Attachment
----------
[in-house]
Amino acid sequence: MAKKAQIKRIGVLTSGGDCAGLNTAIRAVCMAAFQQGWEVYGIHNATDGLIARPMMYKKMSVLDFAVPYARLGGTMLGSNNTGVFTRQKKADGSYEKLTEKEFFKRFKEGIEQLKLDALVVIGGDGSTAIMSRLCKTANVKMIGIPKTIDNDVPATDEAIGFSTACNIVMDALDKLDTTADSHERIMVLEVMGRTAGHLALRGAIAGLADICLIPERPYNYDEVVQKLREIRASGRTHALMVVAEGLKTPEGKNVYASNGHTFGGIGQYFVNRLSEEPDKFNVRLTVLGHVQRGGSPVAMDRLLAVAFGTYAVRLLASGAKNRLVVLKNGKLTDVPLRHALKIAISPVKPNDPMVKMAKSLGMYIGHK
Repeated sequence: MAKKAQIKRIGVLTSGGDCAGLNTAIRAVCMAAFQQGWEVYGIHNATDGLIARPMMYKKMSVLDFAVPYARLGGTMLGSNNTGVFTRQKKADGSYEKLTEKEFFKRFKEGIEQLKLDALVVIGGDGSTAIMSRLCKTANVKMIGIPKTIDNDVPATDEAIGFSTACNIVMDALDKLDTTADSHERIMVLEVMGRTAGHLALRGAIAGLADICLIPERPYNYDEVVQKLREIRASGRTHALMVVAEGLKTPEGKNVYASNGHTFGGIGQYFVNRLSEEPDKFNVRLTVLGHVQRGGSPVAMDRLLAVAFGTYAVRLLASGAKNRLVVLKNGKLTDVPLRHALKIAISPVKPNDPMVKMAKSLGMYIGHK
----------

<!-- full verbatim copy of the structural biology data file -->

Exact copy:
[in-house]
Amino acid sequence: MAKKAQIKRIGVLTSGGDCAGLNTAIRAVCMAAFQQGWEVYGIHNATDGLIARPMMYKKMSVLDFAVPYARLGGTMLGSNNTGVFTRQKKADGSYEKLTEKEFFKRFKEGIEQLKLDALVVIGGDGSTAIMSRLCKTANVKMIGIPKTIDNDVPATDEAIGFSTACNIVMDALDKLDTTADSHERIMVLEVMGRTAGHLALRGAIAGLADICLIPERPYNYDEVVQKLREIRASGRTHALMVVAEGLKTPEGKNVYASNGHTFGGIGQYFVNRLSEEPDKFNVRLTVLGHVQRGGSPVAMDRLLAVAFGTYAVRLLASGAKNRLVVLKNGKLTDVPLRHALKIAISPVKPNDPMVKMAKSLGMYIGHK
Repeated sequence: MAKKAQIKRIGVLTSGGDCAGLNTAIRAVCMAAFQQGWEVYGIHNATDGLIARPMMYKKMSVLDFAVPYARLGGTMLGSNNTGVFTRQKKADGSYEKLTEKEFFKRFKEGIEQLKLDALVVIGGDGSTAIMSRLCKTANVKMIGIPKTIDNDVPATDEAIGFSTACNIVMDALDKLDTTADSHERIMVLEVMGRTAGHLALRGAIAGLADICLIPERPYNYDEVVQKLREIRASGRTHALMVVAEGLKTPEGKNVYASNGHTFGGIGQYFVNRLSEEPDKFNVRLTVLGHVQRGGSPVAMDRLLAVAFGTYAVRLLASGAKNRLVVLKNGKLTDVPLRHALKIAISPVKPNDPMVKMAKSLGMYIGHK